Hospitals across Washington state are in crisis. From Seattle to Spokane, hospitals in every community — including those I lead here in the Puget Sound region — are struggling with an unprecedented set of challenges that severely hinder our ability to care for patients. These include ongoing staffing shortages, insufficient capacity and steep financial losses made worse by the pandemic.

To say the last two years have been difficult for our hospitals and front-line caregivers would be a profound understatement. But there are actions that state policymakers can and should take to help alleviate some of the strain.

One of the most significant challenges facing hospitals is the inability to transition patients to post-acute care settings when they no longer need to be hospitalized but still need some level of care. At Providence Swedish hospitals in Greater Seattle, 17% of our beds are currently occupied by patients who are awaiting discharge to a nursing home, adult family home or rehabilitation center.

In some cases, these patients cannot be discharged to a more appropriate care setting because those facilities are struggling with their own staffing shortages and financial challenges that prevent them from taking new patients. Hospitals are not the right setting for people who need long-term care. Increased state funding and support for skilled nursing homes and assisted living facilities would help stabilize and bolster these vital care settings.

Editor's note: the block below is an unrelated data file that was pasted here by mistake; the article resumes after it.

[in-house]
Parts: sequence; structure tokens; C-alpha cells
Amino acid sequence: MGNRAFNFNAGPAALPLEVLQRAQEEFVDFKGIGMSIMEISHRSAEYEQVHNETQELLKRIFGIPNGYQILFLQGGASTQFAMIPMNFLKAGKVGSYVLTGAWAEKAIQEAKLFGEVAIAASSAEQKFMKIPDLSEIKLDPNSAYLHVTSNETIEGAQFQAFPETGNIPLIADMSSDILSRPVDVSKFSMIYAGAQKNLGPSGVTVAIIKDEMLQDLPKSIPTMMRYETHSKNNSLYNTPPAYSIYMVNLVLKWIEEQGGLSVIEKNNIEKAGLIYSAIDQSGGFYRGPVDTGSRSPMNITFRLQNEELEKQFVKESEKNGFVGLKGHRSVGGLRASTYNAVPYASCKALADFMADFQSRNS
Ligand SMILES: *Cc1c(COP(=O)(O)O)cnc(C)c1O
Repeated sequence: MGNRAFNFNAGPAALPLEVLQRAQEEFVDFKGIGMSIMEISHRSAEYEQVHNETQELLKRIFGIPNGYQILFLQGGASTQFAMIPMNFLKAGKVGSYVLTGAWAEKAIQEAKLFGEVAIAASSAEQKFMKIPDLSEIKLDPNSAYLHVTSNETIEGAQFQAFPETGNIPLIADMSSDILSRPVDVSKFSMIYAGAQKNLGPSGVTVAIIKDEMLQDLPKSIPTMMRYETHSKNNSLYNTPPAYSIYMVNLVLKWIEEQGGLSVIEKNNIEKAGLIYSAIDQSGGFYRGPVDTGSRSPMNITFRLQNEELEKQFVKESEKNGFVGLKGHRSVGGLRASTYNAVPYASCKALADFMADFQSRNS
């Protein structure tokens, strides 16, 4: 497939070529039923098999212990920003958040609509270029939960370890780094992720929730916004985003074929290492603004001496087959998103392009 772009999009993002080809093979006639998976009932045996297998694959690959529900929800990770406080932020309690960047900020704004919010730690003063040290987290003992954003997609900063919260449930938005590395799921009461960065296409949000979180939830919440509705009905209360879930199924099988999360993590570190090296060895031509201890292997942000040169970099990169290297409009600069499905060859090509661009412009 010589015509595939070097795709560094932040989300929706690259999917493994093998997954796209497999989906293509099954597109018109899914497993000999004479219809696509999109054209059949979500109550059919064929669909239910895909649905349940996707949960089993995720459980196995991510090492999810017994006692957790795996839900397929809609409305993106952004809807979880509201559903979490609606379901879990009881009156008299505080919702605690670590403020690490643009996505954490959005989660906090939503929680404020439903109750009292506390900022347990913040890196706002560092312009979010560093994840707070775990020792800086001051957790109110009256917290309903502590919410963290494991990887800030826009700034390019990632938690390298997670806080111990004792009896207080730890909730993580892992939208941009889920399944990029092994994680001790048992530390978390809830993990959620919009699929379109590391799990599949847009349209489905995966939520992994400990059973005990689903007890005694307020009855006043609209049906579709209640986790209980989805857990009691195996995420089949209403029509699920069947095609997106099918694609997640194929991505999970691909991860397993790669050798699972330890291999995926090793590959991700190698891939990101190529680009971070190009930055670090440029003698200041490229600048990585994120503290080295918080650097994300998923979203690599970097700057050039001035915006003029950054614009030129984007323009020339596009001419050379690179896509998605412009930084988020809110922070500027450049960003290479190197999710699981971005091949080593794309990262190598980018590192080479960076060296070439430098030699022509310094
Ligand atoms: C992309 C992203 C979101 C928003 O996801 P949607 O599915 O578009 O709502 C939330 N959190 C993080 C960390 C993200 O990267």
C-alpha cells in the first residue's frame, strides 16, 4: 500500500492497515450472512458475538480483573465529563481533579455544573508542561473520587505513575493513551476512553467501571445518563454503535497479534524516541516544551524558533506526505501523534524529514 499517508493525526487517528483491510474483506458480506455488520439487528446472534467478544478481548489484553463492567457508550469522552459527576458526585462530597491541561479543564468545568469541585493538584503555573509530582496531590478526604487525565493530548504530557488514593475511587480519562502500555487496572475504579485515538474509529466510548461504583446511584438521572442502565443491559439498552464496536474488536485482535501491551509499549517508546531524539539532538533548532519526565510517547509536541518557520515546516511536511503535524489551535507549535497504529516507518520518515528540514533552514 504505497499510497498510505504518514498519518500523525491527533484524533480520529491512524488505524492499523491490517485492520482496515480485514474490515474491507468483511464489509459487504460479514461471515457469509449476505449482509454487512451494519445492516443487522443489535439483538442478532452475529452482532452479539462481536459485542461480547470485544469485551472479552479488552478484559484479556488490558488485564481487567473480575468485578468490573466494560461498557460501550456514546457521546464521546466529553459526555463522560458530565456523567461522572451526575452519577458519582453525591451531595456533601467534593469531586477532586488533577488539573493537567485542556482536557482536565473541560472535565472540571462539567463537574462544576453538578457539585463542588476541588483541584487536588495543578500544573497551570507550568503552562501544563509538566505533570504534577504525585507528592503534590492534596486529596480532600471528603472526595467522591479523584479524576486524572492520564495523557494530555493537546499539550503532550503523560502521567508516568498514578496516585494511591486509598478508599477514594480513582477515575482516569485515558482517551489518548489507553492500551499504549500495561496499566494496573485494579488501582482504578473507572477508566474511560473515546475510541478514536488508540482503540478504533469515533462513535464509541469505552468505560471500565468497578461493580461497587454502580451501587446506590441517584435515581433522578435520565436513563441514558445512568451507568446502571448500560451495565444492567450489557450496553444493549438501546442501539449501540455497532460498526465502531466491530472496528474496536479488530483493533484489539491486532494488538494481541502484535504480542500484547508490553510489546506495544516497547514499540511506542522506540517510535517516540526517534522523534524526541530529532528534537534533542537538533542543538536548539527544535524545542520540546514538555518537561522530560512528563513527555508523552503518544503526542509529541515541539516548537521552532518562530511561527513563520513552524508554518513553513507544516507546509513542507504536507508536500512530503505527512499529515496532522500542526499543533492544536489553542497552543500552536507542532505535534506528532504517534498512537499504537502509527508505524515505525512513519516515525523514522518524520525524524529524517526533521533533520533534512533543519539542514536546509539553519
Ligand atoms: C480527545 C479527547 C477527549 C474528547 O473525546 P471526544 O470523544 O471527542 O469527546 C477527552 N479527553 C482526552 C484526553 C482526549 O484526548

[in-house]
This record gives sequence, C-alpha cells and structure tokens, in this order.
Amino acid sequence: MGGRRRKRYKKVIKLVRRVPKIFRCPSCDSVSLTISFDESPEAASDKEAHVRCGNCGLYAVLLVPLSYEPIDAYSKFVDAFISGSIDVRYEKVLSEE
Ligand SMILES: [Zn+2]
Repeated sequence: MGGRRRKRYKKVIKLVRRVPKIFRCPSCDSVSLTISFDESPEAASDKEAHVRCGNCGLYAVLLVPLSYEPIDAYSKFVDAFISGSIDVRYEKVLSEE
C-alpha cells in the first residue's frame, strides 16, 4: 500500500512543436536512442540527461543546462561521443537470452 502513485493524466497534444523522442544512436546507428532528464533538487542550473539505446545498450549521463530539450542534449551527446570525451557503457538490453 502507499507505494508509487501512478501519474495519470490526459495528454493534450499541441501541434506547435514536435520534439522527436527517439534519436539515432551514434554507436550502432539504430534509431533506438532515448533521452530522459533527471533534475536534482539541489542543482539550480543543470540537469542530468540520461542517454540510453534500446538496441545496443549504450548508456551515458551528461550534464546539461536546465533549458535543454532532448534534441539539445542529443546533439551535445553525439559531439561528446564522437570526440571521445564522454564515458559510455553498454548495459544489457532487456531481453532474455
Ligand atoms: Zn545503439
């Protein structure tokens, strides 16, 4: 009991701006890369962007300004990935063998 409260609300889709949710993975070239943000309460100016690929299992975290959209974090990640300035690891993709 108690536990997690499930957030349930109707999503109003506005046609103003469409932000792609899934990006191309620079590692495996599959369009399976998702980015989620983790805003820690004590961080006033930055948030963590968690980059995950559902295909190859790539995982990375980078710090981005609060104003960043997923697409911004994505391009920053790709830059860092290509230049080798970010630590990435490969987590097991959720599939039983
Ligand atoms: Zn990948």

In other cases, Washington state’s guardianship mandate requires patients who cannot make decisions for themselves have a court-appointed guardian to be discharged. Even a family member such as a spouse or child must get appointed a patient’s legal guardian, a lengthy process that can take months to work through the courts. At Providence Regional Medical Center Everett, an entire unit of 130 beds is currently filled with patients whose lack of a legal guardian prevents them from being discharged to a more appropriate care setting. 

This guardianship requirement is unique to Washington state and is a major strain on the ability of hospitals to free up beds for new patients. State lawmakers could significantly reduce the stress on hospitals by allowing family members to place their loved ones in long-term care facilities without having to go to court.


When beds are not available, hospitals cannot admit new patients. As a result, patients wait in the Emergency Department for hours, and sometimes even days, until a hospital bed opens up and they can be admitted. As a result, our hospital EDs are overflowing with patients, and we are using every possible space to care for them — including hallways, conference rooms and offices. This is not how hospitals want to serve our patients, but too often these days the situation requires choosing “the least bad option” to provide care.

Unlike health insurance companies, hospitals have not profited during the pandemic. Quite the opposite. We have struggled to remain financially viable while doing everything we can to provide safe care and ensure access to patients who need our help.

As hospital leaders and caregivers, we take seriously the critical role we play in the community’s public health infrastructure. Hospitals across Washington stepped up to serve as the state’s public health system amid an unprecedented crisis, and we continue to keep our doors open to serve everyone who needs care. Every day that commitment becomes more difficult.

Hospitals in this state are at a critical juncture. The financial realities we face require making choices so that we are well positioned for the future. We need a commitment from state officials to make difficult but necessary decisions and deploy resources to help alleviate the strain and ensure we can continue to serve our communities.